18 Chapter 2. Ship Inspection Robot 8 Graphical User Interface on the Computer Steered with a gamepad 2.4 ROS Structure Ship Inspection Robot consists of many independent subsystems such as the drivetrain or sensor data acquisition. Therefore, a modular approach for the software development is chosen with the Robot Operating System (ROS). ROS provides libraries and tools for the development of robot applications. A feature of ROS is to encapsulate independent modules into packages. The packages or nodes communicate via so called topics, named busses, where messages can be exchanged. Messages are input commands to the robot or feedback values etc. The Graphical User Interface (see Chap. 4), developed within this thesis, utilizes the ROS setup of SIR. As ROS node, the GUI can gather the messages published to the topics and also publish messages. A detailed overview about all messages and their topics is gathered in Tab. 2.2 and Tab The tables are divided into output (Tab. 2.2) and input (Tab. 2.4) values. Characteristic for SIR is the small number of possible inputs, only the linear and angular speed of the robot, the light and the camera is controlled. On the other hand the robot delivers a lot of feedback values with its sensors, based on which a good situation awareness can be established.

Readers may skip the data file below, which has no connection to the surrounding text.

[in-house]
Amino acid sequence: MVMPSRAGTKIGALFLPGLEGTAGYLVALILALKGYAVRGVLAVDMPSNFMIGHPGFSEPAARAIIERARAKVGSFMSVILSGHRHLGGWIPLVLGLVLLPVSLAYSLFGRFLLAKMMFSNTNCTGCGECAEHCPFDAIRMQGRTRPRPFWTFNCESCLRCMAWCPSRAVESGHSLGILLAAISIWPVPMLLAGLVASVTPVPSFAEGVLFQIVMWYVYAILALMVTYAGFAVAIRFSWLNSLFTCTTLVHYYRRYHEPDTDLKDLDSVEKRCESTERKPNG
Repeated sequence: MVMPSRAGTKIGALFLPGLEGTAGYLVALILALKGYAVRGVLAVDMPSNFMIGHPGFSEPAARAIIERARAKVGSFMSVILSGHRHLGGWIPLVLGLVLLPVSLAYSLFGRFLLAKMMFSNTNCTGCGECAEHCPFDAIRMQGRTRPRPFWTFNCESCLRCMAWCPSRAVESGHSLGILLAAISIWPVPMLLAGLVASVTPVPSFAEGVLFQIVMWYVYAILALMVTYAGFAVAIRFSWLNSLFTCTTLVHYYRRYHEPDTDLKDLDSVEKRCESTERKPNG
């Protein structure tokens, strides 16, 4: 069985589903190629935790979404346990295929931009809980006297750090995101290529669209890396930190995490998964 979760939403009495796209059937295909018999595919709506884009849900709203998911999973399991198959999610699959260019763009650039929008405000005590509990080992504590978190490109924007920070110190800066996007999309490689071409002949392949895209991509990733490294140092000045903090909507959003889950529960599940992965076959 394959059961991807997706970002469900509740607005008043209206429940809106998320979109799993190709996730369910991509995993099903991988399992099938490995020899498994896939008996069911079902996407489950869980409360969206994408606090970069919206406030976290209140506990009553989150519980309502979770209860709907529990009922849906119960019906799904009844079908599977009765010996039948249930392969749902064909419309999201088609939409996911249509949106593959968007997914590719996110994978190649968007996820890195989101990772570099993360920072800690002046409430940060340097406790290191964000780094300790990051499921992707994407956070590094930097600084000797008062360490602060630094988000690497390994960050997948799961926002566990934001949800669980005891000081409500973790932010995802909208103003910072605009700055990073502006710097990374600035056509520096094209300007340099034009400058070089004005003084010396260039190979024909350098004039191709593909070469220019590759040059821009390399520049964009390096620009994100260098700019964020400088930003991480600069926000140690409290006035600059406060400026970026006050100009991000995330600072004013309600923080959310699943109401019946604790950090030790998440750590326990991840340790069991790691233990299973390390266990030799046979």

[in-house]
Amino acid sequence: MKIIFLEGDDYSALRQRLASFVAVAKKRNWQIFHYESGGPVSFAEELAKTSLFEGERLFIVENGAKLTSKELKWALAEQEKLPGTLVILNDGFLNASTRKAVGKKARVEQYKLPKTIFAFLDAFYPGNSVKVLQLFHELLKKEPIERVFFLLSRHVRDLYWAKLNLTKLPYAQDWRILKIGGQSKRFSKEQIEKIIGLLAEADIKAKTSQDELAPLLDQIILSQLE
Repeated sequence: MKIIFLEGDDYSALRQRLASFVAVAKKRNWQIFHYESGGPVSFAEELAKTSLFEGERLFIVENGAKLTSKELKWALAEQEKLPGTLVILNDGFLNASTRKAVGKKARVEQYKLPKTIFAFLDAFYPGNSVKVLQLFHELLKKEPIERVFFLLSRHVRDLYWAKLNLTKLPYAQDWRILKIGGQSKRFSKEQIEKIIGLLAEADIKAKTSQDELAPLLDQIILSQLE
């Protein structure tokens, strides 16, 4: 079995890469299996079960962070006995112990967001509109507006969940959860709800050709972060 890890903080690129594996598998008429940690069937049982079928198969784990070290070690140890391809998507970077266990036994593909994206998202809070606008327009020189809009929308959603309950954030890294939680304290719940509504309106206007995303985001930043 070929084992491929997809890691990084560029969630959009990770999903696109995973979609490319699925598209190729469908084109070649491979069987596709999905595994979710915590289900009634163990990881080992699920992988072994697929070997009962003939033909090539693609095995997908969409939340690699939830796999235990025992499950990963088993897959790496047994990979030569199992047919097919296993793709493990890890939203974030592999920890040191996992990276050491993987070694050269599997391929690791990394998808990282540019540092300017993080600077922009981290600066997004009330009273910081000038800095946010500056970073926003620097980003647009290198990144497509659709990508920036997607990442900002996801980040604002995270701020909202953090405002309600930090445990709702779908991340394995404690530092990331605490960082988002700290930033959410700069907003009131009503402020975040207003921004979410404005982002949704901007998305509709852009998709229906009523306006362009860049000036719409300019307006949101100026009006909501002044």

19 ROS Structure hardware output values freq. [ms] unit ROS message ROS topic name camera video feed sensors IMU linear acceleration angular speed magnetic flux vec3 [x,y,z] vec3 [x,y,z] vec3 [x,y,z] 10 m/s 2 SIRImu /Sensors/Imu 10 rad/s SIRImu /Sensors/Imu 100 mgauss SIRMagneticField pressure vec1 500 mbar SIRPressTemp /Sensors/PressTemp temperature vec1 500 Celsius SIRPressTemp /Sensors/PressTemp position calculated vec3 deg Vector3 /Sensors/AngOrientation IR distance vec4 50 cm SIRDistances /Sensors/Distances power board voltage vec1 50 V SIRPowerSupply /Sensors/PowerSupply current vec1 50 A SIRPowerSupply /Sensors/PowerSupply motors (4x) speeds vec4 10 rps DrivetrainData /sir/base controller/drivetrain data torques vec4 10 mn m DrivetrainData /sir/base controller/drivetrain data revolutions vec4 10 rev DrivetrainData /sir/base controller/drivetrain data wheel radius vec1 10 m DrivetrainData /sir/base controller/drivetrain data number of motors vec1 10 DrivetrainData /sir/base controller/drivetrain data gear ratio - ideal vec1 10 DrivetrainData /sir/base controller/drivetrain data gear ratio - effective vec1 10 DrivetrainData /sir/base controller/drivetrain data Radio Connection infos vec22 SIRWirelessStats /ETHRadioStats Table 2.2: Output Messages of SIR in ROS